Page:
Microsoft’s empire, built on select few successes, is littered with failures

You’ve probably heard the commercial: “I’m a PC, and Windows 7 was my idea.”

It’s a catchy slogan and a successful campaign for Microsoft’s newest OS, which has helped mask the stink of – what was that stupid thing called? – Oh yeah, Vista. But nobody is recommending they use that slogan for some of their other products, like the Kin smartphones.

The Kin One and Kin Two smartphones were axed from shelves after what must be a record-shattering two months, after struggling to reach 10,000 sales. How small a number is that? From 2007 to 2009, over 40,000,000 iPhones were sold. If the Kins had stayed on shelves for two months, they would have sold about 120,000 units. More than 340 times less than Apple’s.

This gap is deeper than marketing or even the quality of the technology. The failure, following suit of the neglected Zune player and laughable “intelligent watches” Microsoft tried to pump out, is about the company being largely unable to reach out to a growing, tech-savvy demographic: those danged young’uns.

Kin One

Apple, for an easy contrast again, has done exactly that. But, on the other hand, Macs are nowhere to be seen in the vast majority of corporations and universities – that’s where PCs running Microsoft operating systems thrive. Both companies are tremendously successful in their own rights, so does it matter that Apple can’t nudge its way into corporate masses, and that Microsoft can’t impress the youthful hipsters and trendy tots?

Not really, but for some reason Microsoft keeps trying. They tried to launch a tablet but cancelled when the iPad entered the ring. And, despite the Kin representing one of the saddest product flops of the decade, they’re still going to try and tap into the mobile market, which is dominated by the younger audience they just can’t reach. Perhaps we can blame the Xbox – it’s respectable success, one of few for the software giant, next to its Office suite – for putting the idea into Microsoft’s head that they can appeal to these forthcoming generations.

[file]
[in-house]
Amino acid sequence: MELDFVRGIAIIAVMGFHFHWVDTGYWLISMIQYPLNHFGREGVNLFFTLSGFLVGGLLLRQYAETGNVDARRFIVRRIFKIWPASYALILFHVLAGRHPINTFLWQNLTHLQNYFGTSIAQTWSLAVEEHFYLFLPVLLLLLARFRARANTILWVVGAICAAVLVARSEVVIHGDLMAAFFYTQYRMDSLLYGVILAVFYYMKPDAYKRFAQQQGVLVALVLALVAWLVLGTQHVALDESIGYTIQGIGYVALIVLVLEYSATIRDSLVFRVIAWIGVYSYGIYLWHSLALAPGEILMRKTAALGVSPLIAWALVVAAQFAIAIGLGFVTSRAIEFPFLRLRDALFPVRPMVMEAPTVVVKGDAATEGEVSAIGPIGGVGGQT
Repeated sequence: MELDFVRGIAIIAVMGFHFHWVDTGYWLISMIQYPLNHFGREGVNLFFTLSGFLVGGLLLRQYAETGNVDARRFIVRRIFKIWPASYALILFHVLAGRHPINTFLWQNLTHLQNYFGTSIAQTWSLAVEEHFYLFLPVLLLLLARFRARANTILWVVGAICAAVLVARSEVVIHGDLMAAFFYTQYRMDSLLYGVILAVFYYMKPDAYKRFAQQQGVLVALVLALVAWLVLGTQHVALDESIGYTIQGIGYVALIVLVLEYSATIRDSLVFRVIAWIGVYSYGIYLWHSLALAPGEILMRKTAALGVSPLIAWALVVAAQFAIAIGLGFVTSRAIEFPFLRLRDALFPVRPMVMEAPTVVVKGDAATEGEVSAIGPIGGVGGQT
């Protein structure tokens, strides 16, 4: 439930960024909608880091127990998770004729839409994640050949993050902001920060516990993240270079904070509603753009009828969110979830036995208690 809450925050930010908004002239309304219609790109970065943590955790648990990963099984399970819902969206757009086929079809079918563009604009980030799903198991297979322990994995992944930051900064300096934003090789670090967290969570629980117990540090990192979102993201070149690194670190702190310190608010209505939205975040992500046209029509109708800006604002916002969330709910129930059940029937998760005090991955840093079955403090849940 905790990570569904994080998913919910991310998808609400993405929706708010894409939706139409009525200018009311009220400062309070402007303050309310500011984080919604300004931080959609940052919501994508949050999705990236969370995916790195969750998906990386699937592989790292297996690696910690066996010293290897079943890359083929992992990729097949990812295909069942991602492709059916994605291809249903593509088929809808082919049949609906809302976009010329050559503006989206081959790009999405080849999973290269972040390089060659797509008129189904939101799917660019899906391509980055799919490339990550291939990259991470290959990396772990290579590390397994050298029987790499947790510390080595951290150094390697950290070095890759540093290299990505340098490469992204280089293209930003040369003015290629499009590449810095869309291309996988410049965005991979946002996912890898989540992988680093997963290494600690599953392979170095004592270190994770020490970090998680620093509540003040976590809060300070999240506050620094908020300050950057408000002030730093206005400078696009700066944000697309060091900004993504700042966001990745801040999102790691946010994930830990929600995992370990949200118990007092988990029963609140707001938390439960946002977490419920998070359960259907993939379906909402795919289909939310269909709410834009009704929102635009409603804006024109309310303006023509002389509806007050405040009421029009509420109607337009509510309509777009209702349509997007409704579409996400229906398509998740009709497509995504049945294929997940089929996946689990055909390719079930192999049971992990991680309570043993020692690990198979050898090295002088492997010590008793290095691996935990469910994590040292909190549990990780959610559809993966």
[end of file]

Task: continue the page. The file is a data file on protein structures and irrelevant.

Microsoft needn’t worry, however. It’s built an empire on corporate staples like the Office suite, and its product popularity in the business world is the envy of software developers around the globe. And it’s actually because of these successes that the empire’s garden is more of a cemetery, littered with half-buried failures: they can afford to research, develop, market, and sell (then axe) a failed product. Not many companies can.

And, who knows, one of these days they might just get it right. 

So, what do you think? Should Microsoft continue to reach out to other demographics with new fangled gadgets, or should they invest their time and money into advancing the technologies of their existing products (OS, Office, Xbox)?